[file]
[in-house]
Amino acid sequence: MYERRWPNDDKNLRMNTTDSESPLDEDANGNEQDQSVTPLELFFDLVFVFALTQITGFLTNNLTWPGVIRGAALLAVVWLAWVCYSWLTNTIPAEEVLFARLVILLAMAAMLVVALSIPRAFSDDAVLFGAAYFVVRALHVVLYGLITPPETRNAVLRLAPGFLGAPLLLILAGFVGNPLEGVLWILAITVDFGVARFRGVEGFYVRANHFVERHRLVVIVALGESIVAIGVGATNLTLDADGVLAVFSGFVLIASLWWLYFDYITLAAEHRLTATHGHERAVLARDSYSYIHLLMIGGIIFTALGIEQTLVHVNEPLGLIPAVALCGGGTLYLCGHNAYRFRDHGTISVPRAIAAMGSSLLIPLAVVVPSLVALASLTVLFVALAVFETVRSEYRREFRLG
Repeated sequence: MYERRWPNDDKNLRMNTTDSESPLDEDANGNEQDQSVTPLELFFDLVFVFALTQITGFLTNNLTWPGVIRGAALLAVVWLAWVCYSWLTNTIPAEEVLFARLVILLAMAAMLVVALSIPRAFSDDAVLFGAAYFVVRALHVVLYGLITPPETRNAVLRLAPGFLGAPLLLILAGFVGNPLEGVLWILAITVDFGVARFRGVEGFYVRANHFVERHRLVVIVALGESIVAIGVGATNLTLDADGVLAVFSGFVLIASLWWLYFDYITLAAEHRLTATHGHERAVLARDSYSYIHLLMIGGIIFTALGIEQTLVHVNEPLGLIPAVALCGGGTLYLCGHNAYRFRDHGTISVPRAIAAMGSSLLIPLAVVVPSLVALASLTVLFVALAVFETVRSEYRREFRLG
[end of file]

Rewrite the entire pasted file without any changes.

[in-house]
Amino acid sequence: MYERRWPNDDKNLRMNTTDSESPLDEDANGNEQDQSVTPLELFFDLVFVFALTQITGFLTNNLTWPGVIRGAALLAVVWLAWVCYSWLTNTIPAEEVLFARLVILLAMAAMLVVALSIPRAFSDDAVLFGAAYFVVRALHVVLYGLITPPETRNAVLRLAPGFLGAPLLLILAGFVGNPLEGVLWILAITVDFGVARFRGVEGFYVRANHFVERHRLVVIVALGESIVAIGVGATNLTLDADGVLAVFSGFVLIASLWWLYFDYITLAAEHRLTATHGHERAVLARDSYSYIHLLMIGGIIFTALGIEQTLVHVNEPLGLIPAVALCGGGTLYLCGHNAYRFRDHGTISVPRAIAAMGSSLLIPLAVVVPSLVALASLTVLFVALAVFETVRSEYRREFRLG
Repeated sequence: MYERRWPNDDKNLRMNTTDSESPLDEDANGNEQDQSVTPLELFFDLVFVFALTQITGFLTNNLTWPGVIRGAALLAVVWLAWVCYSWLTNTIPAEEVLFARLVILLAMAAMLVVALSIPRAFSDDAVLFGAAYFVVRALHVVLYGLITPPETRNAVLRLAPGFLGAPLLLILAGFVGNPLEGVLWILAITVDFGVARFRGVEGFYVRANHFVERHRLVVIVALGESIVAIGVGATNLTLDADGVLAVFSGFVLIASLWWLYFDYITLAAEHRLTATHGHERAVLARDSYSYIHLLMIGGIIFTALGIEQTLVHVNEPLGLIPAVALCGGGTLYLCGHNAYRFRDHGTISVPRAIAAMGSSLLIPLAVVVPSLVALASLTVLFVALAVFETVRSEYRREFRLG